Sunday, January 26, 2014

Sideboard dry fit







Yesterday I cut the mortise and tenons in the front rails for the drawer runners, in addition to the drawer dividers, and today I cut the mortises in the sideboard back and the tenons on the back end of the drawer runners. I made a mistake in marking the right drawer runner; I had the piece inadvertently turned over when I marked it, so there's a gap between the inside leg and the drawer runner. The problem with this is that although it's not wide enough for a drawer to slip through, there's no room for a drawer guide. I'll fix it with a piece of scrap and hot hide glue, or just use a wide piece glued directly to the case side instead of the runner.

Wrangling this thing into place was a real chore. It's not heavy, but it's long, it's rather tall, and fairly deep. And this is complicated by the fact the drawer runners have to be set into their mortises in the bottom front rail and the case back, all while trying to keep the drawer dividers up tight against the top and bottom rail, and then squeezing everything into the case sides. Sheesh.
Right before cutting the joinery for the drawer runners, I had a brief thought about making the mortises in the back the same width as the runners. That way, I could put the front and back together, and then just slide the runners through the mortise in the back, and then seat the front tenons into the mortises in the front rail.

I (perhaps wisely) chickened out from doing this. The only way that could work is if I glued the front tenons and left the back of the drawer runners unglued. But this would mean that there would only be the glue holding the tenon in place, and that every time you pushed the drawers back, you would cause the runners to slightly pull on the tenons. I'm not sure if this would cause the glue to fail in 5 or 50 years, but there's also the fact that a mortise that big in the back (about 1" across and between 2 to 4 inches wide with a 1 inch depth) could potentially cause the back to split off along the mortises, especially if the drawers are loaded down with china and silverware.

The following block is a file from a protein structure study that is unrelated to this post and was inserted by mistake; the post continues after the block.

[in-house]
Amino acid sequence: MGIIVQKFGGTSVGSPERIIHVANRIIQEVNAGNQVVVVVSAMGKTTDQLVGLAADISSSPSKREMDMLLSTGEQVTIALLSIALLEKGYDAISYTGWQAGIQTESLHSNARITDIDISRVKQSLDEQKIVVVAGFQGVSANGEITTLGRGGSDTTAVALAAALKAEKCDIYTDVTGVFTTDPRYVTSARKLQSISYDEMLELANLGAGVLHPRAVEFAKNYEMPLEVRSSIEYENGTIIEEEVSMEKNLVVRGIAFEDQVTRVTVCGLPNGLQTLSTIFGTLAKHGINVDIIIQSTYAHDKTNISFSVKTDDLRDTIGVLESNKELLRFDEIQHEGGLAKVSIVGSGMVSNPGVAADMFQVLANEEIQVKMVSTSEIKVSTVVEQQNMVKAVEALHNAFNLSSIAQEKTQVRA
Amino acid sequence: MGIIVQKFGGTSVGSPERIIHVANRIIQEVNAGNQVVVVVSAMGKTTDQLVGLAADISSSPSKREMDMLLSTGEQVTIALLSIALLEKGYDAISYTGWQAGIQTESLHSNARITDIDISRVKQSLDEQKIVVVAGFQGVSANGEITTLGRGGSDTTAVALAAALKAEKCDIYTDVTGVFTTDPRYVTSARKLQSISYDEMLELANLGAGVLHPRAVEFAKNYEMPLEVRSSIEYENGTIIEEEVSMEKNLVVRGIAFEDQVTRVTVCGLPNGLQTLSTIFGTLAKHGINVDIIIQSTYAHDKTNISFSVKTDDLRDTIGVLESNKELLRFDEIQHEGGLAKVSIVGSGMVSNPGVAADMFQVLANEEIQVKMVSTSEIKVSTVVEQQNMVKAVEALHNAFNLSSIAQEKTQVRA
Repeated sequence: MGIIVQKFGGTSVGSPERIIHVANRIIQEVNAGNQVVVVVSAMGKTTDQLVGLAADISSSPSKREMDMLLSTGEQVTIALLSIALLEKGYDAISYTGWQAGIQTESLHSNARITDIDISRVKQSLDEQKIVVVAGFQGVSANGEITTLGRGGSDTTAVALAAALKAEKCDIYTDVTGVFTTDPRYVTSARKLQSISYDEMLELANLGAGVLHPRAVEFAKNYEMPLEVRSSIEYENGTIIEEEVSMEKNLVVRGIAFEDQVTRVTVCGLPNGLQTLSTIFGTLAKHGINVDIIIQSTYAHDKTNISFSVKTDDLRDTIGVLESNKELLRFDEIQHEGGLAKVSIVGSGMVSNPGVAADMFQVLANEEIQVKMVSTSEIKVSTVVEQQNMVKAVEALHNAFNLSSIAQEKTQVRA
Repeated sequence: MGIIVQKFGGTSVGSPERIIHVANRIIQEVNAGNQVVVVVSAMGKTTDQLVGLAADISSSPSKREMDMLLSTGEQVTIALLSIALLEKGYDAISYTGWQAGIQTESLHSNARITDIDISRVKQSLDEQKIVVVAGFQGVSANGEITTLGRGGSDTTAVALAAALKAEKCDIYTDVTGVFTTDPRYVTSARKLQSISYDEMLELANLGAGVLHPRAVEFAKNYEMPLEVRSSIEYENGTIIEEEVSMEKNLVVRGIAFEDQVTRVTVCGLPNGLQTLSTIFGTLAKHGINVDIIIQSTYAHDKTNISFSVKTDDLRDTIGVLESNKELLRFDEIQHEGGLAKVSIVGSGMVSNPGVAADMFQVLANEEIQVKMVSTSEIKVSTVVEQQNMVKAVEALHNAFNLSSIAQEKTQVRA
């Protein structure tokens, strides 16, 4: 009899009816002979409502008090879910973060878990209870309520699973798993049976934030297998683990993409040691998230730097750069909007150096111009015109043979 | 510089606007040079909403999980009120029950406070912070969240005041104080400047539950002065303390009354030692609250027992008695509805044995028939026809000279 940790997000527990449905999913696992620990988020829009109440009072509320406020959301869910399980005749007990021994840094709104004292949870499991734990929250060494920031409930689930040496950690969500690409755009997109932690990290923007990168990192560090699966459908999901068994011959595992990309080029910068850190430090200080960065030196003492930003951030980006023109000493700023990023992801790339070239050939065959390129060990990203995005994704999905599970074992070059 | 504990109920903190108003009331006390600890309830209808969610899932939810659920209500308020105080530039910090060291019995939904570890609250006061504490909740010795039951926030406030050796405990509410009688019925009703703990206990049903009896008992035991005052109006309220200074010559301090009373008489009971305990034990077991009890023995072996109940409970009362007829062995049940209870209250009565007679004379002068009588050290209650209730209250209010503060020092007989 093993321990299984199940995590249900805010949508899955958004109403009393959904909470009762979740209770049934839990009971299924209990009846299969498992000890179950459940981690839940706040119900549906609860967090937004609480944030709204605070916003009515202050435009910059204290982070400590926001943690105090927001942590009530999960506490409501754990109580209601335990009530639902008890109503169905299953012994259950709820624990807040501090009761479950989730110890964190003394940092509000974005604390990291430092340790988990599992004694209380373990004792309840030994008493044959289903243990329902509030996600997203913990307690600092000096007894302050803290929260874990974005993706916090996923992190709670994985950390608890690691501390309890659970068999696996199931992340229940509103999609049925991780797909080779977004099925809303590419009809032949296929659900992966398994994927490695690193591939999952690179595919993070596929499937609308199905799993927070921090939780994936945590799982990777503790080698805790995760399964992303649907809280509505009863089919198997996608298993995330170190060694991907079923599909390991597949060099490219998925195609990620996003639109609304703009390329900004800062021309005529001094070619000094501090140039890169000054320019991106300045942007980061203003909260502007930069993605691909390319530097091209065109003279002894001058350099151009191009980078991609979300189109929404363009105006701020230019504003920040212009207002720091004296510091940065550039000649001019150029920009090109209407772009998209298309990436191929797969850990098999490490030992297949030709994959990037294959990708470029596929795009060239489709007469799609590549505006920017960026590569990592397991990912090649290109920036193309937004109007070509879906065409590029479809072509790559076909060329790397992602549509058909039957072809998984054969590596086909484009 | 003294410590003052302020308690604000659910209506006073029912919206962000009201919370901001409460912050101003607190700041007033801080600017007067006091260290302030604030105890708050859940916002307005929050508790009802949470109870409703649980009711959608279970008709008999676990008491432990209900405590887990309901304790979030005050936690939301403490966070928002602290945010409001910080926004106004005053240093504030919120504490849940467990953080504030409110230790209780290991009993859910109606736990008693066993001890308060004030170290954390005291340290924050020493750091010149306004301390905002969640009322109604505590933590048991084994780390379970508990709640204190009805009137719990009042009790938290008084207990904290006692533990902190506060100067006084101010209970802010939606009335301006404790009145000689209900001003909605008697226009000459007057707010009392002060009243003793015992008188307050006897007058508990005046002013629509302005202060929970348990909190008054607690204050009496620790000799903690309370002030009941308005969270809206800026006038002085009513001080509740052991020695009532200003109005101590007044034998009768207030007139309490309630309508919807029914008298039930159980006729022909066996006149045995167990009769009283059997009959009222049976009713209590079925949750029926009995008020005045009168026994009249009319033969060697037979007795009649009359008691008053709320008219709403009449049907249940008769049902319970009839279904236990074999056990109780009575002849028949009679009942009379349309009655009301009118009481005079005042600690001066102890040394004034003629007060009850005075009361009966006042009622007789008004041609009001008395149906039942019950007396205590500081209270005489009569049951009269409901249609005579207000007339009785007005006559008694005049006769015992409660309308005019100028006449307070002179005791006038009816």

So I wisely, if not adventurously, went with 3/8" mortises and side by side double tenons for the two wider drawer runners.

Dry fitting was done by putting the case back into the two sides, sliding the drawer runners into the mortises in the back, and then gently pushing the sides out so I could get enough clearance to slide the top and bottom front rails into the sides. And then a lot of finagling went on trying to get everything nice and flush. As much as I hate to say, I just don't think using hide glue for this glue up is going to be feasible. Even with my heater on full blast, the shop never got warmer than 37 degrees, and temperatures are supposed to be continuing in the lower 30's this week. Plus, there's no way I'll get everything together in time before the 260 gram hide glue sets. I guess I'll use good ol' yellow PVA.

After I get this thing glued up, I'll probably move it into the house (if possible) to give me space to work on flattening the top. Once the top is in order, I'll fit it to the case and then start work on the drawers. After the drawers are fitted, I can then start on the most exciting part: staining and finishing. I ordered a packet of red aniline dye stain from Lee Valley and I have plenty of scraps to test stains on. I'll see what it looks like with different strengths of the stain (two applications, one application, one application and then wiped) underneath two or three coats of 2 pound cut garnet shellac.
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